I kid, though if you read his recent missive, I might not be so off target:
What is a city for?
It’s a crucial question, but one rarely asked by the pundits and developers who dominate the debate over the future of the American city.
Their current conventional wisdom embraces density, sky-high scrapers, vastly expanded mass transit and ever-smaller apartments. It reflects a desire to create an ideal locale for hipsters and older, sophisticated urban dwellers. It’s city as adult Disneyland or “entertainment machine,” chock-a-block with chic restaurants, shops and festivals.
Overlooked, or even disdained, is what most middle-class residents of the metropolis actually want: home ownership, rapid access to employment throughout the metropolitan area, good schools and “human scale” neighborhoods.
Essentially, the city he calls for sounds a lot like an inner suburb with lots of mass transit. While Ben Adler has a good takedown of Kotkin’s article, there are two other problems worth raising. First, it’s really annoying when people conflate ‘metro area’ with city. The suburbs of Boston or D.C., while strongly tied to the actual city, are not the city. Dupont Circle is not like McLean, VA, nor is Waltham, MA like Back Bay. But in Kotkin’s piece–and in fairness, Richard Florida, the ‘anti-Kotkin’, does this all the time as well–there is the constant conflation between the actual city, or ‘city-like’ areas (in terms of density, mass transit etc., Cambridge, MA isn’t really different from Boston) and the larger metro area, which includes suburbs. Cities should be dense–and Kotkin’s hyperbole aside–that doesn’t require skyscrapers. Cities have an infrastructure that is suited to high density living (and as Adler notes, there seem to be quite a few people who want to live like this). Cities should be hubs of culture, art, and the fine arts. At the same time, there’s no reason to turn the burbs into Back Bay or Dupont Circle (though they’re both nice).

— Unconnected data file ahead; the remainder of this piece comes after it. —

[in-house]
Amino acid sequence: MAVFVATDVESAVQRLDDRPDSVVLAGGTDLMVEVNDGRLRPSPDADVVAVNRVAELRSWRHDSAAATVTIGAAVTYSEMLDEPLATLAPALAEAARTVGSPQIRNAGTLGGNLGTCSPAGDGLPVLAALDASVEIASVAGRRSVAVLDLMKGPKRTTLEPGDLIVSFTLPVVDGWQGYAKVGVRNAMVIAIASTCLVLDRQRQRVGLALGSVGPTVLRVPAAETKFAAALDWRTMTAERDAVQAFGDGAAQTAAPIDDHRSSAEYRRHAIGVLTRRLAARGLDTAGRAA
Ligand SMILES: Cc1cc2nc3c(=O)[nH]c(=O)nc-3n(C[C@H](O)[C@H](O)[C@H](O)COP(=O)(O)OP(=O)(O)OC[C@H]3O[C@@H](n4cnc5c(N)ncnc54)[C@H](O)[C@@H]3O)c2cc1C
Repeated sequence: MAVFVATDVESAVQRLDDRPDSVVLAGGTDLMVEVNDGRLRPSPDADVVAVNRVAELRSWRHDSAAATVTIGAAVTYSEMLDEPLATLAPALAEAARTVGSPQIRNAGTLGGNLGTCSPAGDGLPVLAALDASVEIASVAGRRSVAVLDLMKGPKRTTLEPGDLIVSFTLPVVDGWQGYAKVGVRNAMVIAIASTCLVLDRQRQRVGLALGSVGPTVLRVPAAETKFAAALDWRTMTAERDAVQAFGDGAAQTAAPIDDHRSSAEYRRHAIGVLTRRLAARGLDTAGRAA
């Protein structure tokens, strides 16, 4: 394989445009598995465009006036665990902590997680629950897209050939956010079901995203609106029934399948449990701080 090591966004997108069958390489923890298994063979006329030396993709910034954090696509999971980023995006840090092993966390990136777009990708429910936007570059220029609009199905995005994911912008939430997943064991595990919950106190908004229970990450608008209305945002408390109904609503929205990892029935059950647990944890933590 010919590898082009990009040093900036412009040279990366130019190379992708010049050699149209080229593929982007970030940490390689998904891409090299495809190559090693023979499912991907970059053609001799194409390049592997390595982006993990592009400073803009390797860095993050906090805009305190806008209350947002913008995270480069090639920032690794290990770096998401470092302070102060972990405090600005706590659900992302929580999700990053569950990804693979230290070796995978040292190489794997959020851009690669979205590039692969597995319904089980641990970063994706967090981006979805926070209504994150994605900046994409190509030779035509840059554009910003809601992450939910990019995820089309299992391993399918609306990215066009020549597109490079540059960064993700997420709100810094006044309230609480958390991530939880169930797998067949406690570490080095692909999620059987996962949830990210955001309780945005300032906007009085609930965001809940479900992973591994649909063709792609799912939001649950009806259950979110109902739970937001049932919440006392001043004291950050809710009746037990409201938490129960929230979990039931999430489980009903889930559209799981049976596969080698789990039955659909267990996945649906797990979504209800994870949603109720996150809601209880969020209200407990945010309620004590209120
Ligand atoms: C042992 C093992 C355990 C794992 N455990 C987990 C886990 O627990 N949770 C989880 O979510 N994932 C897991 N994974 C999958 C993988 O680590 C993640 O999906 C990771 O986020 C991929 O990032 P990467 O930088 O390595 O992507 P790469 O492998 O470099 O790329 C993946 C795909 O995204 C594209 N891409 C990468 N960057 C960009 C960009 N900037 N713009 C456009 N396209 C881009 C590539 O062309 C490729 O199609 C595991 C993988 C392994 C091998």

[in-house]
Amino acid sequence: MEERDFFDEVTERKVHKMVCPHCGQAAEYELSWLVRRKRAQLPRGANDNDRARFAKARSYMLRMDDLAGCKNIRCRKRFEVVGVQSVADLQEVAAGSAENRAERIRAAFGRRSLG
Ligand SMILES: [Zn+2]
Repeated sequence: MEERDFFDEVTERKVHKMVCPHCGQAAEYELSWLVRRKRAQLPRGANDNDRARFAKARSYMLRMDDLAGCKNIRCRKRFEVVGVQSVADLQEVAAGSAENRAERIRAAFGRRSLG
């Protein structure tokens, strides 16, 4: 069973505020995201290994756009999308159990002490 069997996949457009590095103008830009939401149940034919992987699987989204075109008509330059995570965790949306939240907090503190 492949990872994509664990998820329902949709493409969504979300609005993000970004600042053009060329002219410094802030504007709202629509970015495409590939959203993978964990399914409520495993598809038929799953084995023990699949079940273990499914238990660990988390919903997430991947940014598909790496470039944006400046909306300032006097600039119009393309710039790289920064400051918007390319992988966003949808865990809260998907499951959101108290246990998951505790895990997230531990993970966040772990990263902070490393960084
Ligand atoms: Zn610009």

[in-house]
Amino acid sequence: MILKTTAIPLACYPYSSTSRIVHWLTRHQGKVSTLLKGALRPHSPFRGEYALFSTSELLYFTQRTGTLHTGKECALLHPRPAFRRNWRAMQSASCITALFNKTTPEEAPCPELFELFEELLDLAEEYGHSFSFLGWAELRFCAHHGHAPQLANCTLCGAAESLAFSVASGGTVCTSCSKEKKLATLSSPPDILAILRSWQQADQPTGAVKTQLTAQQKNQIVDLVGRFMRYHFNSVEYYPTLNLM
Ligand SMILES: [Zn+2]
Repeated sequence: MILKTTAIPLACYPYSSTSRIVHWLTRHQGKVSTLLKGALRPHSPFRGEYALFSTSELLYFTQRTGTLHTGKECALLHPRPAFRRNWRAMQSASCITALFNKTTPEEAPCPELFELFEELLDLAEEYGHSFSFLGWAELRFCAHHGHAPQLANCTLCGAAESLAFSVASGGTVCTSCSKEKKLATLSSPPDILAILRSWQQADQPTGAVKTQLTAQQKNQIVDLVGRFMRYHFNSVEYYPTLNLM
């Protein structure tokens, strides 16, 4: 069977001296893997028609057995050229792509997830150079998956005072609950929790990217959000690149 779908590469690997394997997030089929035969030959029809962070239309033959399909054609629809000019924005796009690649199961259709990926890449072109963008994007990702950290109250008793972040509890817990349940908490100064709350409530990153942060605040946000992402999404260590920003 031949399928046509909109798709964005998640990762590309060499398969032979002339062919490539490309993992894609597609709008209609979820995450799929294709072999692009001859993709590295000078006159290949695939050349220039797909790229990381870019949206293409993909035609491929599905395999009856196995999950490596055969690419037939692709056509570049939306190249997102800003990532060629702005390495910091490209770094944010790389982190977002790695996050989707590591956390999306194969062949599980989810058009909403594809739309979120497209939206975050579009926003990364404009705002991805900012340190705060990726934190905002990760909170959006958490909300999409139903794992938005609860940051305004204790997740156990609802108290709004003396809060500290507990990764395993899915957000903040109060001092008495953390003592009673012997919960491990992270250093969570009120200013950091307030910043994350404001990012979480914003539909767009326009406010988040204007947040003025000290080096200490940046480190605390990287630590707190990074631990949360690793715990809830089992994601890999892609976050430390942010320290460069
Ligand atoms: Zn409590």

But the other thing has to do with the ‘popularity’ of what Kotkin describes, which sounds a lot like suburbia. Here’s the thing: most people really don’t like suburbia. Depending on their cultural and political inclinations, they either want to live in a small town/rural area or in… a city! Across the entire spectrum, suburbs do very poorly.
What’s weird in this conflation is that these metro areas do consist of different areas: despite the cool urban planning kidz referring to the D.C. metro area as the ‘DMV’ (which is the place you get your driver’s license), D.C. is not suburban Virginia or Maryland. They have different governments, different school systems, and so on.
Seems we’re arguing about different things.